The Australian economy grew modestly in the June quarter of this year after moderate gains in consumer and government expenditure outweighed a largely flat performance elsewhere in the economy. On a q-o-q basis, GDP growth rose by 0.6% in Q2 after a rise of 0.5% was posted in the preceding quarter. The figure failed to impress, however, as there were few signs to suggest that business and consumer expenditures would replace mining investment as key growth drivers – consumer spending grew by just 0.4% on the quarter for instance. When compared with the same period a year earlier, GDP growth expanded by 2.6%, and although this was up slightly on the previous quarter’s 2.5% gain, it was nevertheless, well below last year’s average of 3.7%. The GDP release came a few days before Australia’s national elections, held on September 7, when the opposition conservative National-Liberal coalition beat the ruling Labour party after six years in power, and just after September’s monetary policy meeting. At the latest meeting, the central bank decided to keep its key interest rate at a record low of 2.5%, following two rate cuts in May and August. The benign inflation climate and expectations that past monetary easing will support interest rate-sensitive spending and asset values going forward, contributed to the decision to stay on hold. In view of the latest GDP report and subdued inflation data (2.4% y-o-y) for the second quarter, consensus GDP growth forecasts for this year remain unchanged, while inflation projections continue to hover at the lower end of the official target range of 2-3%.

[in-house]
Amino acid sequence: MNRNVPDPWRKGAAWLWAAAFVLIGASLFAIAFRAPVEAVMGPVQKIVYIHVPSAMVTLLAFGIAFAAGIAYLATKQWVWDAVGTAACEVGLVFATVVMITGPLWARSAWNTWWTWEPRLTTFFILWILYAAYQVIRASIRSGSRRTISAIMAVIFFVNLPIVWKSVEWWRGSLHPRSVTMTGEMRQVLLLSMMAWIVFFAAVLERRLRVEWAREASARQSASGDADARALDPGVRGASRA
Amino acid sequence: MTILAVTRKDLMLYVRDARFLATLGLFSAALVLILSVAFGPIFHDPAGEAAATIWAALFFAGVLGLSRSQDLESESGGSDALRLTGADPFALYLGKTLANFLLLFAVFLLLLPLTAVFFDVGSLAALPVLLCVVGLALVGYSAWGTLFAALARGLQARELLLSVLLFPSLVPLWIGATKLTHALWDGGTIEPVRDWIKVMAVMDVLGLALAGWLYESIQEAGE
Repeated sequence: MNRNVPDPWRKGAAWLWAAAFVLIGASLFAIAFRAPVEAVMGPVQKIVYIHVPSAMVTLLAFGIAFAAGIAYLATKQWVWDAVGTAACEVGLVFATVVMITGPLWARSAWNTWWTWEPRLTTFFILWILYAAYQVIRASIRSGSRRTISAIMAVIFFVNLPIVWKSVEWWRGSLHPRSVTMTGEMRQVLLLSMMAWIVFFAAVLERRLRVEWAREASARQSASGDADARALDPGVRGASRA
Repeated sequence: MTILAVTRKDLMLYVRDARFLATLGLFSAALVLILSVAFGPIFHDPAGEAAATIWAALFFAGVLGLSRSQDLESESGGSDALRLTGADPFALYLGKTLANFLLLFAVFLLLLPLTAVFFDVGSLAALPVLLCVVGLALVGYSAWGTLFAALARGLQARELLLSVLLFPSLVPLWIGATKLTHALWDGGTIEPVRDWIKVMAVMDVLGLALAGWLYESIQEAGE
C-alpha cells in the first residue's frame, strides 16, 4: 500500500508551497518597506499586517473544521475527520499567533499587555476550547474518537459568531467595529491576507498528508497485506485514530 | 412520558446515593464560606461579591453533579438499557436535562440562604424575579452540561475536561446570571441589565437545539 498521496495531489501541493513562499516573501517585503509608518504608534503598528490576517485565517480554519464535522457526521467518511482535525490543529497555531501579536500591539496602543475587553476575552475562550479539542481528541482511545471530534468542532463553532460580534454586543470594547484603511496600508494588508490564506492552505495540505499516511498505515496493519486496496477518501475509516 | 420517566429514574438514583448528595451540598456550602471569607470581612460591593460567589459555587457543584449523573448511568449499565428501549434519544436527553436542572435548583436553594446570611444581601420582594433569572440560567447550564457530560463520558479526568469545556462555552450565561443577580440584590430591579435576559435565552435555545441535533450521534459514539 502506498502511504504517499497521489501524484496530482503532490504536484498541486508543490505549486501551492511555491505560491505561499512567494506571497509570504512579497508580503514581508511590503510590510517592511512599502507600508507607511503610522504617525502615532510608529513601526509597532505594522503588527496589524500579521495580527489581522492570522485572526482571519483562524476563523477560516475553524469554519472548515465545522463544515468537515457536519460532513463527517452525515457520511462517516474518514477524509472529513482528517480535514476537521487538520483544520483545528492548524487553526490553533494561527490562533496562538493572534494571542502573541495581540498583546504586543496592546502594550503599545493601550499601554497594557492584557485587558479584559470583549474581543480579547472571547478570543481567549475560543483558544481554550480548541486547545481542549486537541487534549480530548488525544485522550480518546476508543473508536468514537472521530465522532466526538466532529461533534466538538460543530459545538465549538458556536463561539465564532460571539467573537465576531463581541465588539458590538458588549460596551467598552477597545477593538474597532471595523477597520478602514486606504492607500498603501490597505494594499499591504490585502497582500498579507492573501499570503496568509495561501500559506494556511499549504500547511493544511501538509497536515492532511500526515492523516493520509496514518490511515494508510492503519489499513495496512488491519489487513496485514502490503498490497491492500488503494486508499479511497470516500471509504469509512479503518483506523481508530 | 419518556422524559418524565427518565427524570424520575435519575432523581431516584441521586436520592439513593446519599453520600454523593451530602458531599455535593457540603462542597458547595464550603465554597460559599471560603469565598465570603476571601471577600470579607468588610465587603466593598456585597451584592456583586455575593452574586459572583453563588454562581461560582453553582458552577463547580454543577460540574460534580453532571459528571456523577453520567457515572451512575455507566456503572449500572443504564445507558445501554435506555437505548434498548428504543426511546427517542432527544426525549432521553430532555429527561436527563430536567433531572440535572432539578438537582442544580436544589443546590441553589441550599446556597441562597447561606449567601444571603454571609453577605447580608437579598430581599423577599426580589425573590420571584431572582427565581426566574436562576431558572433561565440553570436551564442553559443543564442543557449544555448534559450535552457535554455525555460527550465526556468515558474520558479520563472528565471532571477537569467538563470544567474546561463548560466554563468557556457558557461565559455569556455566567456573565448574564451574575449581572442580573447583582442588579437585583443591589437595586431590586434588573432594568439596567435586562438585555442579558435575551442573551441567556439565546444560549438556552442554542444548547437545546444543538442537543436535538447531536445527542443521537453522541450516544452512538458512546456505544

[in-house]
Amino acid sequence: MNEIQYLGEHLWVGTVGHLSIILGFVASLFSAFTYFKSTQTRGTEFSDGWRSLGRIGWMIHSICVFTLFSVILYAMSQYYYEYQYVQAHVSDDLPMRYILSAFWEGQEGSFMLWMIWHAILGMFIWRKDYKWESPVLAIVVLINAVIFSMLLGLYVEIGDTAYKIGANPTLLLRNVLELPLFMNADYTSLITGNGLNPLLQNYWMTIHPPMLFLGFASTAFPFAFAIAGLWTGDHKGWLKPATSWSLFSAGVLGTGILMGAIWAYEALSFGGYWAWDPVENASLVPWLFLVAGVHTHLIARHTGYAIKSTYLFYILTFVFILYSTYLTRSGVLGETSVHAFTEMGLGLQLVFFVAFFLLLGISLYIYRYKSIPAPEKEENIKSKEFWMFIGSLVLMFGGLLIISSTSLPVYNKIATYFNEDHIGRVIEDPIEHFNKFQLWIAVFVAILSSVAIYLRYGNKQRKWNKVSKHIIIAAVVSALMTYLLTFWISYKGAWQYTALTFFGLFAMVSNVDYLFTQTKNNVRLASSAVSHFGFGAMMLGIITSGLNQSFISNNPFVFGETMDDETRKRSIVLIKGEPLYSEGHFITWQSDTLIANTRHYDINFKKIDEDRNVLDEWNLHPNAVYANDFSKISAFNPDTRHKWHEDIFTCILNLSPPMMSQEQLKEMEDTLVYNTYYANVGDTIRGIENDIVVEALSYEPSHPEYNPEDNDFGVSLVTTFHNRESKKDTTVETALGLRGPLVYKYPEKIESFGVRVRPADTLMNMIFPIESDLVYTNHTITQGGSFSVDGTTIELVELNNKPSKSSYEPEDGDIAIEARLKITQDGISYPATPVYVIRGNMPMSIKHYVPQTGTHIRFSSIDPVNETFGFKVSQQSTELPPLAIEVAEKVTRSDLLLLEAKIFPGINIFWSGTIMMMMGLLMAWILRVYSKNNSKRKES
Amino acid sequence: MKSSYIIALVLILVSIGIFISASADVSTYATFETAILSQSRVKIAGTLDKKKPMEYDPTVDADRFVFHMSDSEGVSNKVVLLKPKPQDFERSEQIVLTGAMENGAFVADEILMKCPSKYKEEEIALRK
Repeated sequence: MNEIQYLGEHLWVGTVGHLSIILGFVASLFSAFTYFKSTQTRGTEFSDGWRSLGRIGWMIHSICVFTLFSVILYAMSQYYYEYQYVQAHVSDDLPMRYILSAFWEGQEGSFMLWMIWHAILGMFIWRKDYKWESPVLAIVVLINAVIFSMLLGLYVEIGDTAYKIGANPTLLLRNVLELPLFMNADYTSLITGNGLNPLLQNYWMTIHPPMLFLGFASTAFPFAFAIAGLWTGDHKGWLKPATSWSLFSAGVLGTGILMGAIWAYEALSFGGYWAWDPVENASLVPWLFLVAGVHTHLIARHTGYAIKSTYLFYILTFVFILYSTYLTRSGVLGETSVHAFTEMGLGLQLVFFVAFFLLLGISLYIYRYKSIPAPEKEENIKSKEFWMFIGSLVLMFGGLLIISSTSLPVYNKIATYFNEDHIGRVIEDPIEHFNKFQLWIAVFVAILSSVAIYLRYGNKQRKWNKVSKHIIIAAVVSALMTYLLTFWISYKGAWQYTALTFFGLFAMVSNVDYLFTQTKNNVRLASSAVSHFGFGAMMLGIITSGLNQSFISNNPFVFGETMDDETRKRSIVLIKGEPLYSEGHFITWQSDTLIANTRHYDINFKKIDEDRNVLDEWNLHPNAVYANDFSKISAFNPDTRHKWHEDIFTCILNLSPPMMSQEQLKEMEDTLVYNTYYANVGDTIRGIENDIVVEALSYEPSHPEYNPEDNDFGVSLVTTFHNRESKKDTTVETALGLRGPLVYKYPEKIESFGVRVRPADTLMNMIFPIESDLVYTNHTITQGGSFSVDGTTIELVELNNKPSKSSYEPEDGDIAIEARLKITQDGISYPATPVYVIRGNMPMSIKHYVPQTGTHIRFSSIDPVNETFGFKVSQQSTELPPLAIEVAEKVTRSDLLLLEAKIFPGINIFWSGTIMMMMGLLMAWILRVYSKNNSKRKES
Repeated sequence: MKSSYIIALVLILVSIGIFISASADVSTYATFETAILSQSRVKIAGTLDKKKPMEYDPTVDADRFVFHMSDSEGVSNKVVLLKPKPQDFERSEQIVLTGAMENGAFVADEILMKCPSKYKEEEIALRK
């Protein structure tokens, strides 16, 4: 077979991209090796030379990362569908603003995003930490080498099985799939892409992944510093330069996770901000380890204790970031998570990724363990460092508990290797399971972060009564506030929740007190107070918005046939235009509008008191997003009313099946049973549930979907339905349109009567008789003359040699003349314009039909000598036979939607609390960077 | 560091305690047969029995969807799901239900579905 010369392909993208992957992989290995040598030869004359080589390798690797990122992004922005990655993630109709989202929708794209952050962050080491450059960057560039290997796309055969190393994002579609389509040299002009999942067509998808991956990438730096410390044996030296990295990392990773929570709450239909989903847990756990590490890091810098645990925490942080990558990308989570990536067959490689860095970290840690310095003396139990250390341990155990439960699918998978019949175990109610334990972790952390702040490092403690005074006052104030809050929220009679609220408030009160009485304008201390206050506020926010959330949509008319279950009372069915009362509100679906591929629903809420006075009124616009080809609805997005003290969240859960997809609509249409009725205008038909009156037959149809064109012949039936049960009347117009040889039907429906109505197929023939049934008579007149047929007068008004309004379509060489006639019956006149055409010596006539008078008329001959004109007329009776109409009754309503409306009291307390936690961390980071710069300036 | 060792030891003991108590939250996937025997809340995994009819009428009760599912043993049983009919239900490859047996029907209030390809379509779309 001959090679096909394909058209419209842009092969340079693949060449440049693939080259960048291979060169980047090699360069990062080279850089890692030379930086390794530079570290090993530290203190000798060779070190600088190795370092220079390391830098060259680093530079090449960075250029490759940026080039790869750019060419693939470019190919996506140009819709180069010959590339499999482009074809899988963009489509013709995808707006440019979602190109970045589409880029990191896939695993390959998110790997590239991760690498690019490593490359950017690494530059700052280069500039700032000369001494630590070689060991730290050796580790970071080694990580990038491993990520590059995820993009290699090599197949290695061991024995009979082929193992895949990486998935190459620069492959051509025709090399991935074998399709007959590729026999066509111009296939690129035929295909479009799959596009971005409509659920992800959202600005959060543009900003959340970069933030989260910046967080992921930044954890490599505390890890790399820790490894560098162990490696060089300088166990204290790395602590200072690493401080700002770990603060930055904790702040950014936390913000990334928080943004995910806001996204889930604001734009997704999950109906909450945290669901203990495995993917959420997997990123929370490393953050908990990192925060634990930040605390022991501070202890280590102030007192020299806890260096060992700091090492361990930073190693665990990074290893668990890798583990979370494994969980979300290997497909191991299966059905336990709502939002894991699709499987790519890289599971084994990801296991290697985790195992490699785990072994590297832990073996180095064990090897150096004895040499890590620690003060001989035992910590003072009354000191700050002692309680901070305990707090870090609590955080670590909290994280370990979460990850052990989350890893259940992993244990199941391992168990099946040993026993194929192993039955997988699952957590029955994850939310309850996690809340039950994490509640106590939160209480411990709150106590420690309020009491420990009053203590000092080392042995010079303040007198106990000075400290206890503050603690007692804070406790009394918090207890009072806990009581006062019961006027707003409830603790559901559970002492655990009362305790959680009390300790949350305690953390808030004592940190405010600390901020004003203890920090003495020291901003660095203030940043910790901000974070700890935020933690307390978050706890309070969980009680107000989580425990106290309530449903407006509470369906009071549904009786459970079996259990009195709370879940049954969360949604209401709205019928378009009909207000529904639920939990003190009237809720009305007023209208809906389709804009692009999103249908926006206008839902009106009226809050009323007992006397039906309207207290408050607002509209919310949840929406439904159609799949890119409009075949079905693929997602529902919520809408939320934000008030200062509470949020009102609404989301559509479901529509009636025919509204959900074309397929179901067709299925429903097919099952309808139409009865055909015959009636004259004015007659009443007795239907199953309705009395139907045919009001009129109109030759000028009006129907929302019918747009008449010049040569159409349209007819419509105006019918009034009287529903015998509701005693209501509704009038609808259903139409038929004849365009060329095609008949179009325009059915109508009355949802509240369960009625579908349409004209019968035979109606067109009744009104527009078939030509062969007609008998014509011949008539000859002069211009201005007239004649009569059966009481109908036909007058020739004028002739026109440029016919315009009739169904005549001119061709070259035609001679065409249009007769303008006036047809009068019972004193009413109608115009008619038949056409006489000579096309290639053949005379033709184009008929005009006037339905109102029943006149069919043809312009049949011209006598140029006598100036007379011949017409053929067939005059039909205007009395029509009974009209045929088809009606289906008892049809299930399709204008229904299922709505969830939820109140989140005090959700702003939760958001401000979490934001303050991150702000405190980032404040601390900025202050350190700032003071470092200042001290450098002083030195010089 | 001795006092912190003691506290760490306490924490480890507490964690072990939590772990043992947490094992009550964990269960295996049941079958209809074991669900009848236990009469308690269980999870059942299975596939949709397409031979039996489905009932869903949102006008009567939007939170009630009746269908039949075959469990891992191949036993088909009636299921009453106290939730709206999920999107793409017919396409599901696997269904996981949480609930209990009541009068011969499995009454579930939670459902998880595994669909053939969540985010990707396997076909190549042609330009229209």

On the external front, Australia posted a current account deficit of A$9.35bn in the three months to June, up from A$-8.7bn in the prior quarter. The current account deficit is expected to come in at just under A$40.0bn for this year.
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